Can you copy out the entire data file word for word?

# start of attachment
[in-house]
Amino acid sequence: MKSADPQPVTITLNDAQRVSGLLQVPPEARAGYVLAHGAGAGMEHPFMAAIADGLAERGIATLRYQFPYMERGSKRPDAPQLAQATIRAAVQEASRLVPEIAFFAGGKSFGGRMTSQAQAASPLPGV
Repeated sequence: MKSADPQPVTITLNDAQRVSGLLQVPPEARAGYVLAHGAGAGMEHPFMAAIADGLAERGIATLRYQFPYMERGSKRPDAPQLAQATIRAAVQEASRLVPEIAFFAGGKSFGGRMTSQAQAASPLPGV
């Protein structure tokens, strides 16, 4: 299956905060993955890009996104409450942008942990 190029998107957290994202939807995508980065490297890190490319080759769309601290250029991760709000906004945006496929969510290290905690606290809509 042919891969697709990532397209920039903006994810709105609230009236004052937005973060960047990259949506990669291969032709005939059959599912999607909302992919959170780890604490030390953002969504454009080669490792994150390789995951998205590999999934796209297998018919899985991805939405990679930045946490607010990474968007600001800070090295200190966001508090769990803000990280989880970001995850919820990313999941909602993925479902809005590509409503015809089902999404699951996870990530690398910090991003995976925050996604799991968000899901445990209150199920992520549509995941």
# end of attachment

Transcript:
[in-house]
Amino acid sequence: MKSADPQPVTITLNDAQRVSGLLQVPPEARAGYVLAHGAGAGMEHPFMAAIADGLAERGIATLRYQFPYMERGSKRPDAPQLAQATIRAAVQEASRLVPEIAFFAGGKSFGGRMTSQAQAASPLPGV
Repeated sequence: MKSADPQPVTITLNDAQRVSGLLQVPPEARAGYVLAHGAGAGMEHPFMAAIADGLAERGIATLRYQFPYMERGSKRPDAPQLAQATIRAAVQEASRLVPEIAFFAGGKSFGGRMTSQAQAASPLPGV
């Protein structure tokens, strides 16, 4: 299956905060993955890009996104409450942008942990 190029998107957290994202939807995508980065490297890190490319080759769309601290250029991760709000906004945006496929969510290290905690606290809509 042919891969697709990532397209920039903006994810709105609230009236004052937005973060960047990259949506990669291969032709005939059959599912999607909302992919959170780890604490030390953002969504454009080669490792994150390789995951998205590999999934796209297998018919899985991805939405990679930045946490607010990474968007600001800070090295200190966001508090769990803000990280989880970001995850919820990313999941909602993925479902809005590509409503015809089902999404699951996870990530690398910090991003995976925050996604799991968000899901445990209150199920992520549509995941």